CJI: Chandrachud, a multi-faceted personality

J. Venkatesan

New Delhi: The former Chief Justice of India, Y.V. Chandrachud, had pronounced a large number of landmark and notable judgments having far-reaching implications and made a rich and everlasting contribution to the legal history of the Supreme Court, said Chief Justice of India K.G. Balakrishnan on Friday.

In a Full Court reference to the demise of Justice Chandrachud (who died on July 14 at the age of 88) held in the First Court Hall, Mr. Justice Balakrishnan described the former CJI as a multi-faceted personality and it would not be easy to fill the void created by his death.

Justice Chandrachud became a judge of the Supreme Court in August 1972 and was appointed CJI in February 1978. He had the longest tenure as CJI and demitted office in July 1985.

Recalling some of the judgments in which Justice Chandrachud was a party, Mr. Justice Balakrishnan said that in the Shah Bano Begum case, he upheld the right of a divorced Muslim woman to get maintenance under Section 125 Cr.PC. He held that the provision was aimed at preventing vagrancy and destitution and cut across the barriers of religion professed by the parties or the state of the personal law by which “they are governed.”

In the Kesavananda Bharati case, Justice Chandrachud held, “if the State fails to create conditions in which the fundamental freedoms could be enjoyed by all, the freedom of the few will be at the mercy of the many and then all freedoms will vanish.”

In the Minerva Mills case, he said: “Constitution is a precious heritage; you cannot destroy its identity. This harmony and balance between fundamental rights and Directive Principles is an essential feature of the basic structure of the Constitution.”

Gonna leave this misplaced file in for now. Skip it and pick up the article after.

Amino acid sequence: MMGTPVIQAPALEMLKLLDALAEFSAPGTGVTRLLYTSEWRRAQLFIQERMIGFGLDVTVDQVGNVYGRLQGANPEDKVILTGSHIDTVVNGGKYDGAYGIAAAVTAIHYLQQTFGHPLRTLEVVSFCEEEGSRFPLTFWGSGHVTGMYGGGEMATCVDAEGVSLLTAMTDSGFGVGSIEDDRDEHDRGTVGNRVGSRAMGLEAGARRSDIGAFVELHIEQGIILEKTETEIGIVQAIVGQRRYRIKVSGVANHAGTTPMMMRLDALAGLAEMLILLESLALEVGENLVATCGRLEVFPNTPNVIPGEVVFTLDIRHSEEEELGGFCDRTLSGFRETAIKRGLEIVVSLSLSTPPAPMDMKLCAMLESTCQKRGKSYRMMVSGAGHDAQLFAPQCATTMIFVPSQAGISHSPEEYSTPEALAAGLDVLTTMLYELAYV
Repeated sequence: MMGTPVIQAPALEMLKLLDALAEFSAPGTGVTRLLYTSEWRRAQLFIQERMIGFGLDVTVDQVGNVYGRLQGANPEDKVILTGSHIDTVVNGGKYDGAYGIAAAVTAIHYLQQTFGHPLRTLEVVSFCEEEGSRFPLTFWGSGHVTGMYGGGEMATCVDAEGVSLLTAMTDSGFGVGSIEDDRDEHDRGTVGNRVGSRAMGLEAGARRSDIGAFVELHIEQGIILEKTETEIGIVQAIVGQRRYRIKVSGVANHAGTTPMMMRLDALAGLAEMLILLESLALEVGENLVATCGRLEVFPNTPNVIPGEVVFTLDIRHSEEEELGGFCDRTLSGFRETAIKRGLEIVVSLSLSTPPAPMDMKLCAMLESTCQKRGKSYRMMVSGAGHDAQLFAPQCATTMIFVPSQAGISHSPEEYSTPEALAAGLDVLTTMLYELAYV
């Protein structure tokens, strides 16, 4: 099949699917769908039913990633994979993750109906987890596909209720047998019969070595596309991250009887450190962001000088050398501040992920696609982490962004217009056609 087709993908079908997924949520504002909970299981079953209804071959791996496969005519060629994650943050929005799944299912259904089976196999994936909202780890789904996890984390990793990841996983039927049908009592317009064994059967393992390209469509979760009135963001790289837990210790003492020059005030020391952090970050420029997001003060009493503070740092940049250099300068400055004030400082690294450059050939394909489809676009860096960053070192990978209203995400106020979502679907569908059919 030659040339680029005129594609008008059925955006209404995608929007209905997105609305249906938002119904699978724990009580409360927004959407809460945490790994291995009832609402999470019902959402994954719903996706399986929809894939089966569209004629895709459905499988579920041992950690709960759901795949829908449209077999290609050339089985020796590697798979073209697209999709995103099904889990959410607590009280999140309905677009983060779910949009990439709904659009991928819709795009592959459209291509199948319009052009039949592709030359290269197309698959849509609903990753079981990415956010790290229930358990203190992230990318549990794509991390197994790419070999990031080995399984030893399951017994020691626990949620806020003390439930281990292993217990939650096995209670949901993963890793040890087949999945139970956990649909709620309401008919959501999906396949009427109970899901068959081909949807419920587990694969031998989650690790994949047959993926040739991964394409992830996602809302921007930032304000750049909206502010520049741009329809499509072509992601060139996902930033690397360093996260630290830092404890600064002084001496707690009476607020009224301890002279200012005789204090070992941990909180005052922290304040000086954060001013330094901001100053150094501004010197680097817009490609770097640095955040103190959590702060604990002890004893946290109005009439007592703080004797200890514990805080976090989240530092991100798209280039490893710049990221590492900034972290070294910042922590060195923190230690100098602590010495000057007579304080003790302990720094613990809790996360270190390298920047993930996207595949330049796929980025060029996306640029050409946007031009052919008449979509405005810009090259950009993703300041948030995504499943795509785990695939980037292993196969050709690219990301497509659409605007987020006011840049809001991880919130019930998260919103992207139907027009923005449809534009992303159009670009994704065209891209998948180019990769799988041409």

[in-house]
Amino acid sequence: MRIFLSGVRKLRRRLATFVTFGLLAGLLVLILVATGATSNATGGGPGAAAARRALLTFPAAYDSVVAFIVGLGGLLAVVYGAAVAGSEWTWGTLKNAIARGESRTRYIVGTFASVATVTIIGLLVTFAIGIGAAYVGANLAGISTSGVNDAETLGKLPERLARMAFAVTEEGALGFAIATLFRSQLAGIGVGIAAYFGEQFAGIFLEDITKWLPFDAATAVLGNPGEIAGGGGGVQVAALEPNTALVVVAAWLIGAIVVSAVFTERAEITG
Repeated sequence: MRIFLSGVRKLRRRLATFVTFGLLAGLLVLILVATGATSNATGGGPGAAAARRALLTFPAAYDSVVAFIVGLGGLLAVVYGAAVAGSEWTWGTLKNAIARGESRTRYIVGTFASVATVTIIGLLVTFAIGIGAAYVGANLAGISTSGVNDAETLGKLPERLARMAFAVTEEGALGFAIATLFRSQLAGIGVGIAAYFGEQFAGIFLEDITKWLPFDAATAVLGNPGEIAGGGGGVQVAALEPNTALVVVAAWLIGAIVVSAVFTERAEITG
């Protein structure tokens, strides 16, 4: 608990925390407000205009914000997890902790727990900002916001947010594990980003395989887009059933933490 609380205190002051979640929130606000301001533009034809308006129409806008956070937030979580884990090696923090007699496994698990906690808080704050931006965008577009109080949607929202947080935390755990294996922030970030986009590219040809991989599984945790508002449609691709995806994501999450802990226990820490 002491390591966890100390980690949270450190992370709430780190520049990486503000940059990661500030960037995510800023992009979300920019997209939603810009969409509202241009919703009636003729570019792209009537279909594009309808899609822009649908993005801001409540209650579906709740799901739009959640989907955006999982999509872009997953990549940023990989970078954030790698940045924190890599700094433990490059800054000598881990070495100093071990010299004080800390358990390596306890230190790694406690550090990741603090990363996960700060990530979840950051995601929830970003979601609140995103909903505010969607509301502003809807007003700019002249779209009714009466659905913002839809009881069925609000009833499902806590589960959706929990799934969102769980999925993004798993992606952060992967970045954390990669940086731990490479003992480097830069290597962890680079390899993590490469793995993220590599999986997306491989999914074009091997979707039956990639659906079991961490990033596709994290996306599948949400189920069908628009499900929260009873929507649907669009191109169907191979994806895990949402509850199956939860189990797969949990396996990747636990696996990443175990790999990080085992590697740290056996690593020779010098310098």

In the Maneka Gandhi case, he held that “Indian citizens are entitled to exercise right to free speech and expression wherever they choose, regardless of geographical limitations and the Constitution does not confer any power on the executive to prevent the exercise of such a right on foreign soil.”

Justice Chandrachud was a rare combination of unquestionable integrity, erudition and friendliness, who earned respect from all who interacted with him, the CJI said.

Attorney-General Milon Banerjee also paid tributes to Justice Chandrachud.

Krishna Iyer’s remark

President of the Supreme Court Bar Association, P.H. Parekh, recalled the landmark judgments pronounced by Justice Chandrachud. He recalled Justice V.R. Krishna Iyer’s remark on Justice Chandrachud – “Justice Chandrachud was the rarest of rare as an accessible Chief on the Supreme Court Bench. He was a great judge. His vision was progressive, judgments were lucid, his jurisprudence was sound, his diction was exquisite and his performance on the Bench was perfect.”

Mr. Parekh said, “I adopt every word of Justice Krishna Iyer.”

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